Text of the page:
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Re: Adding reentrancy information to safety notes?

On Tue, Dec 30, 2014 at 11:12:40PM -0500, Carlos O'Donell wrote:
> That is not the definition of reentrancy that I had in mind.

Indeed. To me, "reentrancy" means the ability to enter the code again
while one or more instances of the same function are already running
in the same thread. In my view this doesn't necessarily include
asynchronous reentrancy unless explicitly stated, and it doesn't have
anything to do with the concept of reentrancy in the obsolete POSIX
2001 that was removed and replaced with "thread safety" in later
editions of POSIX.

> [snip]
> > Or are these questions meaningless because this definition is not the
> > one we want to use for Reentrancy?
> We already use AS-safe to indicate that a function is safe to reenter
> from a signal handler.

AS-safety means more than that. It means that it's safe to use the
function from a signal handler no matter what function the signal
handler interrupted, and that it's safe to call any standard function
from a signal handler that interrupted the AS-safe function. Note that
the latter part can be vacuously true if AS-safety is achieved by
blocking signals for the duration of the function.

> We already use MT-safe to indicate that a function is safe to reenter
> from another thread.
> The only definition of reentrancy I had in mind is that which is derived
> from the original definition of single-threaded program reetrancy, with
> the exclusion of signals.

This agrees with my definition.

> The reason I want to use this definition is to more formally describe
> those functions which are safe to call from a user provided malloc.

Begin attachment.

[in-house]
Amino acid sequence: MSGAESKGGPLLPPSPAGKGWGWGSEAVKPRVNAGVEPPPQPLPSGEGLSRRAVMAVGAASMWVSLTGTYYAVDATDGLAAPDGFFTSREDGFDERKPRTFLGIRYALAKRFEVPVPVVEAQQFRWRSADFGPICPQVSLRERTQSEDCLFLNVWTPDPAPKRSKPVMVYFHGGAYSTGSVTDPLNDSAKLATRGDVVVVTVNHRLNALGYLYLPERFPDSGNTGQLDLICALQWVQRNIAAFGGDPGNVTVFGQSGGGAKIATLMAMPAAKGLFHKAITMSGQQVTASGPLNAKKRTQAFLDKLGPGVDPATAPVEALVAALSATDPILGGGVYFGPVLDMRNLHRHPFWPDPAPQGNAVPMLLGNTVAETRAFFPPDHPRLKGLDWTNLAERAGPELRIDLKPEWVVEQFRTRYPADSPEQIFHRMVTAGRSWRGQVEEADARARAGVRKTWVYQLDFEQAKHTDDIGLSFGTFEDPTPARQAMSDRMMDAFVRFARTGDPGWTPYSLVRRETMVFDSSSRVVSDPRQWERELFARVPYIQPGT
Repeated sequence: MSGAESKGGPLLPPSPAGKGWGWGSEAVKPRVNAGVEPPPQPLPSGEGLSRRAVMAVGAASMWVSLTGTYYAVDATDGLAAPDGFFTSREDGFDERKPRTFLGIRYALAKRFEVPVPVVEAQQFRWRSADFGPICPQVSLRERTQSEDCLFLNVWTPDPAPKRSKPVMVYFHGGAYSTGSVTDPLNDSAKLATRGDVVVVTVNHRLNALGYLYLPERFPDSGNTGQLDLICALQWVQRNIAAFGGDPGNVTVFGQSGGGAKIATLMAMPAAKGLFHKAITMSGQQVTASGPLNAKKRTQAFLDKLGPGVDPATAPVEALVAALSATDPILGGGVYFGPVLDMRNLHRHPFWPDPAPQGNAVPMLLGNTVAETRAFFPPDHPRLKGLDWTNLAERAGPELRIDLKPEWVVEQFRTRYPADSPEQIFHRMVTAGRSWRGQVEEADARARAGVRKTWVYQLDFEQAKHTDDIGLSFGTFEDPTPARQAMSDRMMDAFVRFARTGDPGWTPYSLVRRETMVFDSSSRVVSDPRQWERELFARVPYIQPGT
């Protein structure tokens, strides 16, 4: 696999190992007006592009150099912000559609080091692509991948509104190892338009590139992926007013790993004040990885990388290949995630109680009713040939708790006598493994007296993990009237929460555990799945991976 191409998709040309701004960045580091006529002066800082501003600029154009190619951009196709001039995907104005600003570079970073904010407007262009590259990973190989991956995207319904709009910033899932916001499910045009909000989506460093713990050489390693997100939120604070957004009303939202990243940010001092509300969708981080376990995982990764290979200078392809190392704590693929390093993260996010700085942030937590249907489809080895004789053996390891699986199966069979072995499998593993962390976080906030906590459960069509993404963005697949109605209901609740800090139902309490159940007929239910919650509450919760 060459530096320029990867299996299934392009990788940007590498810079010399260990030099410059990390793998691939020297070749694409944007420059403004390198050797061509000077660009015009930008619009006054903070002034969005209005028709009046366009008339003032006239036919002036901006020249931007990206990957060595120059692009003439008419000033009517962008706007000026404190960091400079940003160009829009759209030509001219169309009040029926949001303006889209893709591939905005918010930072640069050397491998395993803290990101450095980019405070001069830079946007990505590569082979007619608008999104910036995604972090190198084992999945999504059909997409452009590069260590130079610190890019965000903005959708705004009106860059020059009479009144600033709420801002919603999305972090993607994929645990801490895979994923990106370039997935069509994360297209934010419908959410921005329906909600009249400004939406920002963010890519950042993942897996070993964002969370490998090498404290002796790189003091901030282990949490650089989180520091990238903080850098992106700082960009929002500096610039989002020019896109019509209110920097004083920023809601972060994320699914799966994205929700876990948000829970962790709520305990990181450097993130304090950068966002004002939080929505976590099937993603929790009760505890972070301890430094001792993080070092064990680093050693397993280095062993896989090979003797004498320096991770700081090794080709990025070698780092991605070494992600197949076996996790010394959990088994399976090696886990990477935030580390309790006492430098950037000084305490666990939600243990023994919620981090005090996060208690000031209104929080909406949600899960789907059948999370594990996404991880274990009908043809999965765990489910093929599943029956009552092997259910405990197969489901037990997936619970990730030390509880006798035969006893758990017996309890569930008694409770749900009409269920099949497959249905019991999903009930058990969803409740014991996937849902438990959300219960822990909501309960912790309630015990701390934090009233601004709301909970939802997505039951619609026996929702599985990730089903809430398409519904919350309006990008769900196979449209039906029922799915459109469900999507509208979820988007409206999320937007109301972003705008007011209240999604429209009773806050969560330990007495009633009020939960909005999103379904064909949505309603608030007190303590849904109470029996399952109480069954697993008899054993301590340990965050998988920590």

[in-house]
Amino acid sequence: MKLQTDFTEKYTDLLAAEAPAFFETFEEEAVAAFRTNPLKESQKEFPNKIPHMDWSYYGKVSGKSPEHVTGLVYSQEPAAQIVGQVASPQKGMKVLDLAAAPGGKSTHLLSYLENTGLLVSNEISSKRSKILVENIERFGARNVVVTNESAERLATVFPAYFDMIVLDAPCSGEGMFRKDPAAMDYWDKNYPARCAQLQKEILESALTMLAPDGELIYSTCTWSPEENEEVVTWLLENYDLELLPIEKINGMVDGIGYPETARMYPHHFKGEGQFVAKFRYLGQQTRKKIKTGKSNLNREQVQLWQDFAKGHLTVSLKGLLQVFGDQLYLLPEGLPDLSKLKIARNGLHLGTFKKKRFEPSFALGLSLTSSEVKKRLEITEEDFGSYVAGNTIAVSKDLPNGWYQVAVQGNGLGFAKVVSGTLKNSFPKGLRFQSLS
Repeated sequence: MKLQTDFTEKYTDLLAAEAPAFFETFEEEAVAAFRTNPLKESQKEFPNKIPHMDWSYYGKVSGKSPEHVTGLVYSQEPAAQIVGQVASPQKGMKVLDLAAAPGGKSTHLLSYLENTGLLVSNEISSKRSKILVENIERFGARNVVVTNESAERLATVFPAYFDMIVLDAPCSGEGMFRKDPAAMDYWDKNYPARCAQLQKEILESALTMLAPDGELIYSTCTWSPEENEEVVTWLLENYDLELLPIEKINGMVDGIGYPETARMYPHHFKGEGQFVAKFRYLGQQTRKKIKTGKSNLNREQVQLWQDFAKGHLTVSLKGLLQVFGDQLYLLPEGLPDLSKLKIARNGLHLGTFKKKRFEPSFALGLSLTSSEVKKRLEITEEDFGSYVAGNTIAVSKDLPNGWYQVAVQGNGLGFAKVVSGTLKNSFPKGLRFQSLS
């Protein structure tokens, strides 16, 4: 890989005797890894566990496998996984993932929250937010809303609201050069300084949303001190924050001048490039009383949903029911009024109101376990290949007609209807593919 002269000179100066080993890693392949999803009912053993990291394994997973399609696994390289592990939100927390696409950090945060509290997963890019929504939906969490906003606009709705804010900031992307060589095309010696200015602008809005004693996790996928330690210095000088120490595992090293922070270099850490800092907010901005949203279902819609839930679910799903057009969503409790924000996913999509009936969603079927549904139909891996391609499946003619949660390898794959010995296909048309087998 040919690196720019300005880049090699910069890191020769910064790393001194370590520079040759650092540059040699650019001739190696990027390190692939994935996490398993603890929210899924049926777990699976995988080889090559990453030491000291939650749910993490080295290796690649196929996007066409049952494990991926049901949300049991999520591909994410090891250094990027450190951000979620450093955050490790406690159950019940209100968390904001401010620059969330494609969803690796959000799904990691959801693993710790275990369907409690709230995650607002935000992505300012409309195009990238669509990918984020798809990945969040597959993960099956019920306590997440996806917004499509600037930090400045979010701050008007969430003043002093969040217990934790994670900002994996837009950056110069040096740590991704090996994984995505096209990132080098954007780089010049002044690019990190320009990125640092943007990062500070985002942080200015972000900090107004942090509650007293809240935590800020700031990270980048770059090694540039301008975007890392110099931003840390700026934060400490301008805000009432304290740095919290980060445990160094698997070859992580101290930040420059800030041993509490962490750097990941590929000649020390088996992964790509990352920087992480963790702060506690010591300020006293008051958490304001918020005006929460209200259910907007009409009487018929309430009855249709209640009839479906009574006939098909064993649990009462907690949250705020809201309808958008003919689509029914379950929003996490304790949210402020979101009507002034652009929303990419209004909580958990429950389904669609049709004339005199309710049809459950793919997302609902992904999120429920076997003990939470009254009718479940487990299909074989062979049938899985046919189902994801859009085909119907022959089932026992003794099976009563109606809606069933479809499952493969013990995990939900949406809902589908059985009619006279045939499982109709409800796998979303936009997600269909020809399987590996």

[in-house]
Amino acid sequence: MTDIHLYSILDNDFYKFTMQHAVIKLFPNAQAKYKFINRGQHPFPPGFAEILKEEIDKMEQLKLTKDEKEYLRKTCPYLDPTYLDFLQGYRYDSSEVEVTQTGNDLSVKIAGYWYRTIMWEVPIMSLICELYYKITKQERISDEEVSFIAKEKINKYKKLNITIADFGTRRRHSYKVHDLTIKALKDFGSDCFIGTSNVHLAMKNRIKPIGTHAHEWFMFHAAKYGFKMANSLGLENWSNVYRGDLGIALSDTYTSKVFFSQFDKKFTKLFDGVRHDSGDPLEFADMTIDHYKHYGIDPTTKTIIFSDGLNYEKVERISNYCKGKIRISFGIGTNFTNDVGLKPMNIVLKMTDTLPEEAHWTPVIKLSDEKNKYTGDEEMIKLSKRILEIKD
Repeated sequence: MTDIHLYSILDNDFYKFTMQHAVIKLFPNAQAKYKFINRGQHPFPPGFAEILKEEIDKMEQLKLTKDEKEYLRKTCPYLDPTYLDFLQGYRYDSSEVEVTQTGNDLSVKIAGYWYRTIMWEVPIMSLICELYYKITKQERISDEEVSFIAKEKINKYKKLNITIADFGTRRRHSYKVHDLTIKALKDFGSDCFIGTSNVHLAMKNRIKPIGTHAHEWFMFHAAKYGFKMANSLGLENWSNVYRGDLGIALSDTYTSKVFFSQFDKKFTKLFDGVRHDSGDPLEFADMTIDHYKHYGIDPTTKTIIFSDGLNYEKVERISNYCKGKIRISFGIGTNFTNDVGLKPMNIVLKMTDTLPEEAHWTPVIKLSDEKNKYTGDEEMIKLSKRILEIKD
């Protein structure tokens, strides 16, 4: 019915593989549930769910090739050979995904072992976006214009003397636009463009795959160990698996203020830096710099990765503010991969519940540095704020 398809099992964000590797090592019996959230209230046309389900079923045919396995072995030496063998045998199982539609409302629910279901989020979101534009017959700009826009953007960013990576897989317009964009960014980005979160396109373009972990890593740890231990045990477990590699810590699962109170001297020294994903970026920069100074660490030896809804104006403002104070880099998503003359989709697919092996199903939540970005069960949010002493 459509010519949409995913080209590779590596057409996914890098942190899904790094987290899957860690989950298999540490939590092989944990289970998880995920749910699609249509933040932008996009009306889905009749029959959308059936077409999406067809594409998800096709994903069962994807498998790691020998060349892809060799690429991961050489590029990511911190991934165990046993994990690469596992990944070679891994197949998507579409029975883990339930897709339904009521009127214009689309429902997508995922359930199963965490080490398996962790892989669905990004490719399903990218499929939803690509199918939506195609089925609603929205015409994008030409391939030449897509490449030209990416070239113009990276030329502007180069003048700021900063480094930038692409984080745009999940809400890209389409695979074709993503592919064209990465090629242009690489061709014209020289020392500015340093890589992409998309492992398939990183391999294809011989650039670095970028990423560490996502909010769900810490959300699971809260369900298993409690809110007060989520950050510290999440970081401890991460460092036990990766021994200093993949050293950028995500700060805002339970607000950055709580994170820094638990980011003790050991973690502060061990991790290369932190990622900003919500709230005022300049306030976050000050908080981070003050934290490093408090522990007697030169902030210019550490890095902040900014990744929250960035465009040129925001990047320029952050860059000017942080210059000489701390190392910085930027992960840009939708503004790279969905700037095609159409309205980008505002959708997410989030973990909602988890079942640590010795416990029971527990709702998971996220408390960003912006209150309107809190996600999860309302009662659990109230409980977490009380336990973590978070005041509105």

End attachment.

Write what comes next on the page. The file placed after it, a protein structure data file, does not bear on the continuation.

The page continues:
> A user provided malloc can be called from almost anywhere in glibc, it
> interrupts core glibc code, it only synchronously interrupts core
> glibc code (when malloc is called), and limiting a user provided malloc
> to AS-safe functions would be punative (though that is what we'll be
> doing in the initial documentation pass).
> Definition of reentrancy:
> =========================
> ~~~~
> A function is reentrant if the one thread may safely call
> the function before a previous call to the same function
> by the same thread completes, but need not be safe if the
> second or subsequent calls are made while handling a signal.
> ~~~~
> Safely implies no data loss.
> By definition all AS-safe functions are reetrant.
> A reetrant function may be AS-unsafe and MT-unsafe.
> A reetrant function may be AS-unsafe and MT-safe.
> A reetrant function may be AS-safe (makes it reetrant by definition) and MT-unsafe.

No, AS-safe does not imply reentrant. Consider a function that invokes
a callback but blocks signals during its execution. It's vacuously
AS-safe but instead of via a signal handler it can be re-entered via
the callback, and whether such reentrancy is safe is a non-trivial


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